The only thing lacking here is . . . to apply it to the Jews. This proved relatively easy to do and was originally merely intended as the ultimate defamation: the bourgeois man is in truth no different from the Jew. For this, one needed only to declare that earning a living by profit and interest was the same as usury: the bourgeois citizen was nothing but a Jew and a usurer. The only people with a right to an income free of labour are those who already possess wealth. The ‘wild ambition’ unleashed by freedom of trade produces nothing but social parvenus—and no one rises from greater social depths than the Jew. 
She sums up:
What proved dangerous to the Jews was not the aristocracy’s historically determined hatred of the financiers of the modern state, but rather that arguments and characteristics trimmed and tailored for totally different people ended up attached to them . . . That the Prussian aristocracy succeeded in drilling these categories and value judgements into the head of the German bourgeois citizen until he was ashamed to be one—that is the real and, as it were, ‘ideological’ misfortune of German Jewry. For in the end the liberals’ truly destructive self-hatred gave rise to hatred of the Jews, that being the only means liberals had of distancing themselves from themselves, of shifting slander to others who, though they did not think of themselves as the ‘bourgeoisie’, were forced to be its 100 per cent embodiment. 
This observation is worth repeating, since its shrewdness easily leaps over the temporal and geographical gap, to apply today as accurately as it did two centuries ago:
For in the end the liberals’ truly destructive self-hatred gave rise to hatred of the Jews, that being the only means liberals had of distancing themselves from themselves, of shifting slander to others who, though they did not think of themselves as the ‘bourgeoisie’, were forced to be its 100 per cent embodiment.
Friday, February 28, 2014
A response to Mohammed Amin
“Going on the region’s current very poor track record with minorities and the well-recognised historic animosities, a relatively small and newly ‘legally unassured’ Jewish minority would come out of the dissolution of Israel really badly because they were Jewish.”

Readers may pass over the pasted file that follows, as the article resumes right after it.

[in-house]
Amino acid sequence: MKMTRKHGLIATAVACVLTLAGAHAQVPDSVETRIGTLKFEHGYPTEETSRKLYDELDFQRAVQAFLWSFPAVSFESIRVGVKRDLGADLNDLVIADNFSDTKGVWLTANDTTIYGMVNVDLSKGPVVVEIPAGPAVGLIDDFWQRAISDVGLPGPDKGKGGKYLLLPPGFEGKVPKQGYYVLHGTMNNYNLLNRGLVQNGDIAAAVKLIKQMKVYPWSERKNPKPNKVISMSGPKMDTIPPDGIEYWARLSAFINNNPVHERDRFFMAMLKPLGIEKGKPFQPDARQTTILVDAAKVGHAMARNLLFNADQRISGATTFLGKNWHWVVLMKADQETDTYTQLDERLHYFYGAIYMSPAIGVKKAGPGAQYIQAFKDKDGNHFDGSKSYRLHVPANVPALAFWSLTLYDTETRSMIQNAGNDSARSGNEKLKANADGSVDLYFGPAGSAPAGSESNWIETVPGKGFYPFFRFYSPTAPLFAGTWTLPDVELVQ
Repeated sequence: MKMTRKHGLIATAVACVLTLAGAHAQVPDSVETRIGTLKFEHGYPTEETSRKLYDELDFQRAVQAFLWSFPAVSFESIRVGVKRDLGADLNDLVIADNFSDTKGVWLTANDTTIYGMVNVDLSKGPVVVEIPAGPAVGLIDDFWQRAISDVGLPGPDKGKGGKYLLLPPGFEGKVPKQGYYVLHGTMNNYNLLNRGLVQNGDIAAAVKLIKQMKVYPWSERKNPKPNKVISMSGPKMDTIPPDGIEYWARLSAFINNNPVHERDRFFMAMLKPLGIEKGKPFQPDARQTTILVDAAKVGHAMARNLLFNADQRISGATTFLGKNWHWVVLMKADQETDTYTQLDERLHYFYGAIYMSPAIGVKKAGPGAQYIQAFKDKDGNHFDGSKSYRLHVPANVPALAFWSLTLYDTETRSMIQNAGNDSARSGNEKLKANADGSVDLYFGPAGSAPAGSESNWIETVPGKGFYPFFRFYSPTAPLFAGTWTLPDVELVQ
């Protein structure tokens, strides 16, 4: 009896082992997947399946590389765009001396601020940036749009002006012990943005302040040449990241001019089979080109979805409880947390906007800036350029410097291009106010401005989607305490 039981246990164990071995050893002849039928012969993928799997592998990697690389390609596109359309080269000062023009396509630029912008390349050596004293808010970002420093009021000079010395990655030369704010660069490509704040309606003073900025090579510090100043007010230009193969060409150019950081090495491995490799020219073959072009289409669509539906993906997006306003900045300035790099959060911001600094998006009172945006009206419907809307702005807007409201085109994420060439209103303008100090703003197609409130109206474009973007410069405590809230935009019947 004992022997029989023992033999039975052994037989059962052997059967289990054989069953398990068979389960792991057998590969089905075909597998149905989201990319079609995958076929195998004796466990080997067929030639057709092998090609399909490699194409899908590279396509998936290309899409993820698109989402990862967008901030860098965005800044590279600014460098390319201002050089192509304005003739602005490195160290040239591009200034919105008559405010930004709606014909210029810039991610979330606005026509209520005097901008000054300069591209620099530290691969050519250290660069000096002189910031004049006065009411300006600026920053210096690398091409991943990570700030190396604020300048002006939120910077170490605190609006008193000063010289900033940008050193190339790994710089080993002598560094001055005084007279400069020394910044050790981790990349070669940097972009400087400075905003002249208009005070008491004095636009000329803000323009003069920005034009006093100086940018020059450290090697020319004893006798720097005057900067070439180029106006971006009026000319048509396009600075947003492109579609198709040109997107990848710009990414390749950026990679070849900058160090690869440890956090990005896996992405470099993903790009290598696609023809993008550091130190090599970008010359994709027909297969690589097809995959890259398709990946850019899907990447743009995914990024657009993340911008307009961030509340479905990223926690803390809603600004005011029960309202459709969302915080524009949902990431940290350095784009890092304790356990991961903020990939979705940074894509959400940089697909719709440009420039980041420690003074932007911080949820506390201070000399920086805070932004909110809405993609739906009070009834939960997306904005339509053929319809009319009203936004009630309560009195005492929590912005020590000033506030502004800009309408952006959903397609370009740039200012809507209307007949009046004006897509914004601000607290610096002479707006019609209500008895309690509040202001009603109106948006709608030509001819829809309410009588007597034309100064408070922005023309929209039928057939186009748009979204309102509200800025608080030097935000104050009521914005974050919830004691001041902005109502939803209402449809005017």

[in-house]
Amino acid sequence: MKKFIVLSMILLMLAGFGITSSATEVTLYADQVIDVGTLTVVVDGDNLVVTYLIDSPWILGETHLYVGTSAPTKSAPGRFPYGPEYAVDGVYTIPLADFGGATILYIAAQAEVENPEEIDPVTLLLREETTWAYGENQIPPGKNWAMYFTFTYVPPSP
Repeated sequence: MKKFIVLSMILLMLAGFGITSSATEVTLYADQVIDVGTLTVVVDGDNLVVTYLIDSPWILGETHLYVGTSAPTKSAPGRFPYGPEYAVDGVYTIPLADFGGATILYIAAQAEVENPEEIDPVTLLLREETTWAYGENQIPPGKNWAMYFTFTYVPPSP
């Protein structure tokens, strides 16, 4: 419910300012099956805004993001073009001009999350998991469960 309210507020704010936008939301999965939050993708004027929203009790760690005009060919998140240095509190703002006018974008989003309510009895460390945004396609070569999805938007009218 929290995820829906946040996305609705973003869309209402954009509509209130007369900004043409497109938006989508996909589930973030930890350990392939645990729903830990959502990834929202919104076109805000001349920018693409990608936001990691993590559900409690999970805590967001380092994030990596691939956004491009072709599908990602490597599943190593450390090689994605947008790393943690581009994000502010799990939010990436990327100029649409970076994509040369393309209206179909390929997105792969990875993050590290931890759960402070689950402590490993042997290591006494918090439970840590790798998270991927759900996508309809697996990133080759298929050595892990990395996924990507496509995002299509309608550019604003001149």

Edward Said in an interview with Avi Shavit:
“[Q] In a binational state, the Jews will quickly become a minority, like the
“[A] … the Jews are a minority everywhere. They are a minority in America. They can
certainly be a minority in Israel.”
[Q] Knowing the region and given the history of the conflict, do you think such a
Jewish minority would be treated fairly?
[A] “I worry about that. The history of minorities in the Middle East has not been
as bad as in Europe, but I wonder what would happen. It worries me a great deal.
The question of what is going to be the fate of the Jews is very difficult for
me. I really don’t know. It worries me.” [-]
“[Q]So what you envision is a totally new situation in which a Jewish minority would
live peacefully within an Arab context?
“[A] Yes. I believe it is viable. A Jewish minority can survive the way other
minorities in the Arab world survived. I hate to say it, but in a funny sort of
way, it worked rather well under the Ottoman Empire, with its millet system.
What they had then seems a lot more humane than what we have now.
So as you see it, the Jews would eventually have a cultural autonomy within a
pan-Arab structure? “[-]
“[Q] So in a generation or two, what we will have is an Arab-Jewish minority
community in an Arab world?
“[A]Yes. Yes. I would have thought.”
If you want a a preview of how Jews will fare under such “humane” conditions, all you need is take a look at what some BDSers fantasize about:
“I was looking forward to the end of the world as it would have permitted me–even for a second–to witness the end of the Zionist entity over Palestine.” http://contentious-centrist.blogspot.ca/2012/12/prof.html
This is a perfect representation of the anti-Zionism of BDS. It is neither extreme nor rare within that movement. in its aims This is cultivated and well-defined hatred with a plan. True, that compared with this vision, Edward Said’s admiration for the Ottoman millet system begins to look quite attractive …
About the tolerance of Islamic regime, here.
Saturday, February 22, 2014
Milan Kundera, wrote in his book Immortality:
“The more the fight for human rights gains in popularity, the more it loses any concrete content, becoming a kind of universal stance of everyone toward everything, a kind of energy that turns all human desires into rights. The world has become man’s right and everything in it has become a right: the desire for love the right to love, the desire for rest the right to rest, the desire for friendship the right to friendship, the desire to exceed the speed limit the right to exceed the speed limit, the desire for happiness the right to happiness, the desire to publish a book the right to publish a book, the desire to shout in the street in the middle of the night the right to shout in the street.”
Tuesday, February 11, 2014
The late Palestinian poet Mahmoud Darwish stated on one occasion:
"Do you know why we Palestinians are famous? Because you are our enemy. The interest in us stems from the interest in the Jewish issue. The interest is in you, not in me. So we have the misfortune of having Israel as an enemy, because it enjoys unlimited support. And we have the good fortune of having Israel as our enemy, because the Jews are the center of attention. You’ve brought us defeat and renown.”